• Why do we wait so long with the geological disposal in the Netherlands?

    In the short term, geological disposal will no longer be necessary in the Netherlands. The small quantities of radioactive waste we produce are safely stored at COVRA. Producers of radioactive waste also pay COVRA for the geological disposal. Since we produce little radioactive waste in the Netherlands, we need sufficient time to pay for the costs of geological disposal. The Dutch government has therefore decided that COVRA must store radioactive waste for at least one hundred years before we proceed to geological disposal. At the same time, this gives us time to learn from the experiences of others. Perhaps new solutions for the geological disposal of radioactive waste will be devised in a hundred years’ time.

  • Where can a geological disposal repository be built?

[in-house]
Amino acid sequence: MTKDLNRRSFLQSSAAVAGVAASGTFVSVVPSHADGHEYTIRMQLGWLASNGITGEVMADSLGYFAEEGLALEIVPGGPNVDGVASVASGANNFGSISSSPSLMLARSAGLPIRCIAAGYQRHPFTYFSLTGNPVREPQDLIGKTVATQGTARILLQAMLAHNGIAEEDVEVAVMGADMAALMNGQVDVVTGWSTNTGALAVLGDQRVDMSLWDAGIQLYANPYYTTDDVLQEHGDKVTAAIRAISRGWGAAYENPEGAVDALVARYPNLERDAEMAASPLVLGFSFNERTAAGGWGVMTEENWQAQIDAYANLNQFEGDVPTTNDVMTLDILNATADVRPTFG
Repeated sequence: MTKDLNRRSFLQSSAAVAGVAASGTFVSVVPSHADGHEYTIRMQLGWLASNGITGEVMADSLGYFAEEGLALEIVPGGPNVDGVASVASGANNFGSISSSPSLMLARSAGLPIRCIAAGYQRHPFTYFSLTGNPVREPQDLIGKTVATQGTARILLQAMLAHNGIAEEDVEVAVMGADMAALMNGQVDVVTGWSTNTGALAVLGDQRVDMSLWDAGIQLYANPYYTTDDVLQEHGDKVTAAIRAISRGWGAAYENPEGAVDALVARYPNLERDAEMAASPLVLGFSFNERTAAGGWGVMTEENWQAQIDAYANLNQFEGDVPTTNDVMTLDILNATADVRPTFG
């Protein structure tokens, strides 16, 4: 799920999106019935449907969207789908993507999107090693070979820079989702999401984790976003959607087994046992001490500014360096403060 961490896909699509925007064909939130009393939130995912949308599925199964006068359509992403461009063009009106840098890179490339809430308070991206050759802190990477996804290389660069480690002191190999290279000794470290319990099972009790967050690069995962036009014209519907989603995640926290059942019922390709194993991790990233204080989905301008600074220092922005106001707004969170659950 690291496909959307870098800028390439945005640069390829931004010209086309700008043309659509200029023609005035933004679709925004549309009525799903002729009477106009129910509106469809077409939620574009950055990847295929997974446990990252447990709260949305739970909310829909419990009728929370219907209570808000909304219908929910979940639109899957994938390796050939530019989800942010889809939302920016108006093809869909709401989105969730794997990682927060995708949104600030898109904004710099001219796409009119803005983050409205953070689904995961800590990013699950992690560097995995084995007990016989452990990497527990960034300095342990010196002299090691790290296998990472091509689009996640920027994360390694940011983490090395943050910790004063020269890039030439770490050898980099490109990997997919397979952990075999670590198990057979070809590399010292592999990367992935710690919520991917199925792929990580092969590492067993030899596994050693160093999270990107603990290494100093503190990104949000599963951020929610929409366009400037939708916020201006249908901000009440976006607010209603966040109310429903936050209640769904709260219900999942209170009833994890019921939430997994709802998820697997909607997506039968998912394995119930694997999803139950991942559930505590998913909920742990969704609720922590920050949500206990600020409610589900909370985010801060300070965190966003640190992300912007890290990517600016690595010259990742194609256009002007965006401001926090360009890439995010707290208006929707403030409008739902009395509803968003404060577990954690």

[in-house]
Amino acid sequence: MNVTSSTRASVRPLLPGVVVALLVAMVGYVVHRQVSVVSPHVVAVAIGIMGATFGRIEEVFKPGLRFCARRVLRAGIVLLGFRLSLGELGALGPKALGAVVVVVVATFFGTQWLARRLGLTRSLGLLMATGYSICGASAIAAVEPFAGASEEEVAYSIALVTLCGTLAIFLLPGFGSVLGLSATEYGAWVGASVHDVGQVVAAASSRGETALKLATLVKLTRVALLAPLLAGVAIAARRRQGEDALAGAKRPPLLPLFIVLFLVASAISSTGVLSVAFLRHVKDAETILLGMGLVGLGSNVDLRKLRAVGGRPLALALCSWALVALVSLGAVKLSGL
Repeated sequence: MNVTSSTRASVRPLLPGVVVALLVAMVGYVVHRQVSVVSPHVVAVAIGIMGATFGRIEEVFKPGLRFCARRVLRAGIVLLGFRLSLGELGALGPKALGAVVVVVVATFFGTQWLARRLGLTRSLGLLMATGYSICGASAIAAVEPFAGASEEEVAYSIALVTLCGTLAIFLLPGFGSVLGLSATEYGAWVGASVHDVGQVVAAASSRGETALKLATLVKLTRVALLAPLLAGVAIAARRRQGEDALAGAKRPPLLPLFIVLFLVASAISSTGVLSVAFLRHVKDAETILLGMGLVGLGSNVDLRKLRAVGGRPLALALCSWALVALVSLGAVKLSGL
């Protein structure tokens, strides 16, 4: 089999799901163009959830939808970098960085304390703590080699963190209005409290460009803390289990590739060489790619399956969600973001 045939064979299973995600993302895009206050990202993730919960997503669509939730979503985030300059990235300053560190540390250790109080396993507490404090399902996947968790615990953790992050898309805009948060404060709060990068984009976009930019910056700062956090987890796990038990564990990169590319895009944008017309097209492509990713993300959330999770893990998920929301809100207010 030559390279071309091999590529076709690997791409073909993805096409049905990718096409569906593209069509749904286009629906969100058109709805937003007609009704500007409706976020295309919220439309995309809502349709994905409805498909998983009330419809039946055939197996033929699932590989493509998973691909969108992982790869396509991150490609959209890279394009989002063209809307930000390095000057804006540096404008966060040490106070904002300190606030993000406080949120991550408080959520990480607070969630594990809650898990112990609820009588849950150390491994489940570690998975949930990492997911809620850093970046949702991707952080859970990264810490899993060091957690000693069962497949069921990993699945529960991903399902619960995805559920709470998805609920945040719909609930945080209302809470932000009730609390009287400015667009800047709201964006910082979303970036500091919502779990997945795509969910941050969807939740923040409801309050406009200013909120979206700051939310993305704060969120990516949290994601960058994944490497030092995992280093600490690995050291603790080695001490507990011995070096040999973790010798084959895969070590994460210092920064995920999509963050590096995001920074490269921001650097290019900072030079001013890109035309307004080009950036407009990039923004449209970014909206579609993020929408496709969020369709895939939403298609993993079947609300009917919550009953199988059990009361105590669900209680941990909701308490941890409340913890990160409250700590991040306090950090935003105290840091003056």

Based on various studies, we know that geological disposal is possible at depths of between two hundred and a thousand metres. The substrate must contain stable earth layers, such as clay, salt or granite. In The Netherlands, there is a wide choice when it comes to the location of a geological disposal repository. The soil in our country contains both salt and clay.

  • Why is it necessary to establish a location for deep geological disposal? Are the storage facilities at COVRA unsafe?

    The way radioactive waste is stored at COVRA is a proven safe technology that is used worldwide. However, this way of storing radioactive waste is not a definitive, long-term solution for the radioactive waste. After 100 years of storage, part of the waste is still radioactive. This long-lived waste can best be stored in deep, stable geological strata. This is called deep geological disposal.

    According to the current state of science and technology, geological disposal is the only solution that ensures that the waste remains outside the living space (biosphere) of mankind even after thousands of years. In European legislation, geological disposal is considered a necessary last step in the processing of radioactive waste. Research into geological disposal is therefore an integral part of Dutch radioactive waste policy. Coordinating this is one of COVRA’s key tasks.